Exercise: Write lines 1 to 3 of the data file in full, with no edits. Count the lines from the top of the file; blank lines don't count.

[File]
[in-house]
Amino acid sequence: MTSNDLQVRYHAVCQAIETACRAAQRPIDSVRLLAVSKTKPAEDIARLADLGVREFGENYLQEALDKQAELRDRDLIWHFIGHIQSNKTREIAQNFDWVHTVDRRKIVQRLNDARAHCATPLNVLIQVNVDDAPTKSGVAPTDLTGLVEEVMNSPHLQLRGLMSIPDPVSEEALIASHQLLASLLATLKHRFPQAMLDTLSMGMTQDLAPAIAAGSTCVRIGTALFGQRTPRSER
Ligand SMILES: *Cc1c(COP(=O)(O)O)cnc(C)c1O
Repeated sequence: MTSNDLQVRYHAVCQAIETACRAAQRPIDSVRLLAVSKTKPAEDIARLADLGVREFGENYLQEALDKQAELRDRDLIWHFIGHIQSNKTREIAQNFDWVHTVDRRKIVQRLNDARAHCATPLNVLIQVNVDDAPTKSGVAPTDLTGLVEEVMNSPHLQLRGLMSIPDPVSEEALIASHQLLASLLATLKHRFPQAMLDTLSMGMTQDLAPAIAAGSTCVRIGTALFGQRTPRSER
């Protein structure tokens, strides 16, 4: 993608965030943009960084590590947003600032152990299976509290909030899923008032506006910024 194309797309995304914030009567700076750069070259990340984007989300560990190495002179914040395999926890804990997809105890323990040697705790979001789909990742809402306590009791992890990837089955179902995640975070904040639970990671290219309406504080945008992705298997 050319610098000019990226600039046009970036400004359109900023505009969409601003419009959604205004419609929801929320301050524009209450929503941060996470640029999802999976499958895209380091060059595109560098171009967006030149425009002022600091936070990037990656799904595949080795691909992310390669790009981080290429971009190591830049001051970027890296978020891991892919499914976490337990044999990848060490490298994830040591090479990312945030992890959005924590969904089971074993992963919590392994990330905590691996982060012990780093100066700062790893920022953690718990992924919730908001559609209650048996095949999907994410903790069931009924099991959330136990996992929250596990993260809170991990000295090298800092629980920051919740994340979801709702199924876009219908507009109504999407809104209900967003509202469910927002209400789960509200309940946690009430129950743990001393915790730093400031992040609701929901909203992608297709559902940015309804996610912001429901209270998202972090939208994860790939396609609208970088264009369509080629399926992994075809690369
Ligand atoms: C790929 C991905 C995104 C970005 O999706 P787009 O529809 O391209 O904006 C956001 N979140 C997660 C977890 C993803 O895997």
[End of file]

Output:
[in-house]
Amino acid sequence: MTSNDLQVRYHAVCQAIETACRAAQRPIDSVRLLAVSKTKPAEDIARLADLGVREFGENYLQEALDKQAELRDRDLIWHFIGHIQSNKTREIAQNFDWVHTVDRRKIVQRLNDARAHCATPLNVLIQVNVDDAPTKSGVAPTDLTGLVEEVMNSPHLQLRGLMSIPDPVSEEALIASHQLLASLLATLKHRFPQAMLDTLSMGMTQDLAPAIAAGSTCVRIGTALFGQRTPRSER
Ligand SMILES: *Cc1c(COP(=O)(O)O)cnc(C)c1O